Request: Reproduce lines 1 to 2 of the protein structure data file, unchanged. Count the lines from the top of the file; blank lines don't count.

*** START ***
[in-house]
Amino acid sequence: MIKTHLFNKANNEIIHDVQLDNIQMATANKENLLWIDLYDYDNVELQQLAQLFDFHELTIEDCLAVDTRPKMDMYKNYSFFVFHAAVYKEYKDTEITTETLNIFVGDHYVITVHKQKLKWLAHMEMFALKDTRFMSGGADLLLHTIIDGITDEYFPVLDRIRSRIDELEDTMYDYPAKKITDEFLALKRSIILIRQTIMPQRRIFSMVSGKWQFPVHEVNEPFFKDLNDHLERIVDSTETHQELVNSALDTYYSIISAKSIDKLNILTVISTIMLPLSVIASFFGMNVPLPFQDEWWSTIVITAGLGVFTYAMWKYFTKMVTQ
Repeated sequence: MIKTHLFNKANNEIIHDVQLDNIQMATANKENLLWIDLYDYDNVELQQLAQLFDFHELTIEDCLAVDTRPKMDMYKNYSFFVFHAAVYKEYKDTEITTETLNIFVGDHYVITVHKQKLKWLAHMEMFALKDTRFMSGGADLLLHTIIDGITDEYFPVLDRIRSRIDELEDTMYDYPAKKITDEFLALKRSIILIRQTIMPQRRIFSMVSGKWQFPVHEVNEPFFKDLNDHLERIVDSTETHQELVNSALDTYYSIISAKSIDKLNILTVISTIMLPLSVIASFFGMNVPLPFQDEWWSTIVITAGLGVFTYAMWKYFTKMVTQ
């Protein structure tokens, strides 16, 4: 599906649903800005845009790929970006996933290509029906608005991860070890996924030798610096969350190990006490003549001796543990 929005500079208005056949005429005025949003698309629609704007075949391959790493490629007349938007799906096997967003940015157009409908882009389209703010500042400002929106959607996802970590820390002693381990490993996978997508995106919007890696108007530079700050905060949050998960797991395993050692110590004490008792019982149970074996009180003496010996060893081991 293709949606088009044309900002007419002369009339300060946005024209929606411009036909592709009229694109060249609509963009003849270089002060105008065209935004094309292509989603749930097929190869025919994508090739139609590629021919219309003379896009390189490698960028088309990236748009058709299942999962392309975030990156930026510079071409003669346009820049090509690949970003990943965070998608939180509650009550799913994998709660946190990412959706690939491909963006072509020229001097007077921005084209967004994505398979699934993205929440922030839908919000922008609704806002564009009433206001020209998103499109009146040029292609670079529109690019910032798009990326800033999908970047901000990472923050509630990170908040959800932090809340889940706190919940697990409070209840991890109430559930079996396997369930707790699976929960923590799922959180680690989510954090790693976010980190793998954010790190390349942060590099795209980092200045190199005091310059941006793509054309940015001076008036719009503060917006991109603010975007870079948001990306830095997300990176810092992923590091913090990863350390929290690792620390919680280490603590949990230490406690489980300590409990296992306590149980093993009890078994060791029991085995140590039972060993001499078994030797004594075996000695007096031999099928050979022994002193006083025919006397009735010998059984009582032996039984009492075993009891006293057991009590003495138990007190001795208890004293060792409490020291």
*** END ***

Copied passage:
[in-house]
Amino acid sequence: MIKTHLFNKANNEIIHDVQLDNIQMATANKENLLWIDLYDYDNVELQQLAQLFDFHELTIEDCLAVDTRPKMDMYKNYSFFVFHAAVYKEYKDTEITTETLNIFVGDHYVITVHKQKLKWLAHMEMFALKDTRFMSGGADLLLHTIIDGITDEYFPVLDRIRSRIDELEDTMYDYPAKKITDEFLALKRSIILIRQTIMPQRRIFSMVSGKWQFPVHEVNEPFFKDLNDHLERIVDSTETHQELVNSALDTYYSIISAKSIDKLNILTVISTIMLPLSVIASFFGMNVPLPFQDEWWSTIVITAGLGVFTYAMWKYFTKMVTQ